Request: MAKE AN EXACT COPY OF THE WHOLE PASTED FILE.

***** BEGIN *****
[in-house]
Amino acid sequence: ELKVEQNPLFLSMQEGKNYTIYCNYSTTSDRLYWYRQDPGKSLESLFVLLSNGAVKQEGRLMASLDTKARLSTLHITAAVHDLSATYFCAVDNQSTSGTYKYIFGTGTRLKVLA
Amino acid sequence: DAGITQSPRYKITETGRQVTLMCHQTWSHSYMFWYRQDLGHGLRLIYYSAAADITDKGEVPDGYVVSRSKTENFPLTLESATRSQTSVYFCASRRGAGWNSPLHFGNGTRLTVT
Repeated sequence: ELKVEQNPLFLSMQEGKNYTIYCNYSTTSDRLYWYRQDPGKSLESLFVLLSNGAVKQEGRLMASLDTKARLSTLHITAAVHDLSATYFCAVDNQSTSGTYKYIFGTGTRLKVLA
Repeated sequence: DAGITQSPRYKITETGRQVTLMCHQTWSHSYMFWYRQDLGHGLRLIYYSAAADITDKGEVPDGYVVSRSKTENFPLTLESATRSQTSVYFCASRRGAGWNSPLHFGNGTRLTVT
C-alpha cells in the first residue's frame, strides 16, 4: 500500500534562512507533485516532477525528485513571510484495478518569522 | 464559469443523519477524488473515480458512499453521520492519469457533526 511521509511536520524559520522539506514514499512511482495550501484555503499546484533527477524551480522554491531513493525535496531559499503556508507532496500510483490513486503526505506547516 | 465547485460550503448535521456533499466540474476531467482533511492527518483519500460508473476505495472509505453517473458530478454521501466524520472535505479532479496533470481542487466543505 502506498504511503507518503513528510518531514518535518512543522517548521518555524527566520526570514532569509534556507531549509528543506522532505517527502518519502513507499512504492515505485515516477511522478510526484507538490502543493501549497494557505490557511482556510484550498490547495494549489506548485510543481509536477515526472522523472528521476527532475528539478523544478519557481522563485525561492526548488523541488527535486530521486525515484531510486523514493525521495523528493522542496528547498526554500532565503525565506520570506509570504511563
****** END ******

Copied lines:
[in-house]
Amino acid sequence: ELKVEQNPLFLSMQEGKNYTIYCNYSTTSDRLYWYRQDPGKSLESLFVLLSNGAVKQEGRLMASLDTKARLSTLHITAAVHDLSATYFCAVDNQSTSGTYKYIFGTGTRLKVLA
Amino acid sequence: DAGITQSPRYKITETGRQVTLMCHQTWSHSYMFWYRQDLGHGLRLIYYSAAADITDKGEVPDGYVVSRSKTENFPLTLESATRSQTSVYFCASRRGAGWNSPLHFGNGTRLTVT
Repeated sequence: ELKVEQNPLFLSMQEGKNYTIYCNYSTTSDRLYWYRQDPGKSLESLFVLLSNGAVKQEGRLMASLDTKARLSTLHITAAVHDLSATYFCAVDNQSTSGTYKYIFGTGTRLKVLA
Repeated sequence: DAGITQSPRYKITETGRQVTLMCHQTWSHSYMFWYRQDLGHGLRLIYYSAAADITDKGEVPDGYVVSRSKTENFPLTLESATRSQTSVYFCASRRGAGWNSPLHFGNGTRLTVT
C-alpha cells in the first residue's frame, strides 16, 4: 500500500534562512507533485516532477525528485513571510484495478518569522 | 464559469443523519477524488473515480458512499453521520492519469457533526 511521509511536520524559520522539506514514499512511482495550501484555503499546484533527477524551480522554491531513493525535496531559499503556508507532496500510483490513486503526505506547516 | 465547485460550503448535521456533499466540474476531467482533511492527518483519500460508473476505495472509505453517473458530478454521501466524520472535505479532479496533470481542487466543505 502506498504511503507518503513528510518531514518535518512543522517548521518555524527566520526570514532569509534556507531549509528543506522532505517527502518519502513507499512504492515505485515516477511522478510526484507538490502543493501549497494557505490557511482556510484550498490547495494549489506548485510543481509536477515526472522523472528521476527532475528539478523544478519557481522563485525561492526548488523541488527535486530521486525515484531510486523514493525521495523528493522542496528547498526554500532565503525565506520570506509570504511563